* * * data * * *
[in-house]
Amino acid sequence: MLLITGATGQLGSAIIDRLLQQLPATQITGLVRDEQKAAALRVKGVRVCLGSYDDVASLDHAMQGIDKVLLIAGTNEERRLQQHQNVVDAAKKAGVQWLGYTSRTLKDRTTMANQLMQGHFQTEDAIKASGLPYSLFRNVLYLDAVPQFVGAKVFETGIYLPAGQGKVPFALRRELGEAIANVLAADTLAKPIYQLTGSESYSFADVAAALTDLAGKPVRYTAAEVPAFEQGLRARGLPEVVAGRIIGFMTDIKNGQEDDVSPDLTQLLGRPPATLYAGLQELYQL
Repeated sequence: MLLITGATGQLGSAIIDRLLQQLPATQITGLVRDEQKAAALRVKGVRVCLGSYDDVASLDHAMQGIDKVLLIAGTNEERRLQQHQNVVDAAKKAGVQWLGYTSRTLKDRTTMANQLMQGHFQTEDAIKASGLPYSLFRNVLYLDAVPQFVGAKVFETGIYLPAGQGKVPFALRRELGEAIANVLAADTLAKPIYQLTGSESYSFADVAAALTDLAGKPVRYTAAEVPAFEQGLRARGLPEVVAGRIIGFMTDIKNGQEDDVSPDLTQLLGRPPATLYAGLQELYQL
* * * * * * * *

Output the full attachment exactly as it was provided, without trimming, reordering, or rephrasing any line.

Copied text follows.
[in-house]
Amino acid sequence: MLLITGATGQLGSAIIDRLLQQLPATQITGLVRDEQKAAALRVKGVRVCLGSYDDVASLDHAMQGIDKVLLIAGTNEERRLQQHQNVVDAAKKAGVQWLGYTSRTLKDRTTMANQLMQGHFQTEDAIKASGLPYSLFRNVLYLDAVPQFVGAKVFETGIYLPAGQGKVPFALRRELGEAIANVLAADTLAKPIYQLTGSESYSFADVAAALTDLAGKPVRYTAAEVPAFEQGLRARGLPEVVAGRIIGFMTDIKNGQEDDVSPDLTQLLGRPPATLYAGLQELYQL
Repeated sequence: MLLITGATGQLGSAIIDRLLQQLPATQITGLVRDEQKAAALRVKGVRVCLGSYDDVASLDHAMQGIDKVLLIAGTNEERRLQQHQNVVDAAKKAGVQWLGYTSRTLKDRTTMANQLMQGHFQTEDAIKASGLPYSLFRNVLYLDAVPQFVGAKVFETGIYLPAGQGKVPFALRRELGEAIANVLAADTLAKPIYQLTGSESYSFADVAAALTDLAGKPVRYTAAEVPAFEQGLRARGLPEVVAGRIIGFMTDIKNGQEDDVSPDLTQLLGRPPATLYAGLQELYQL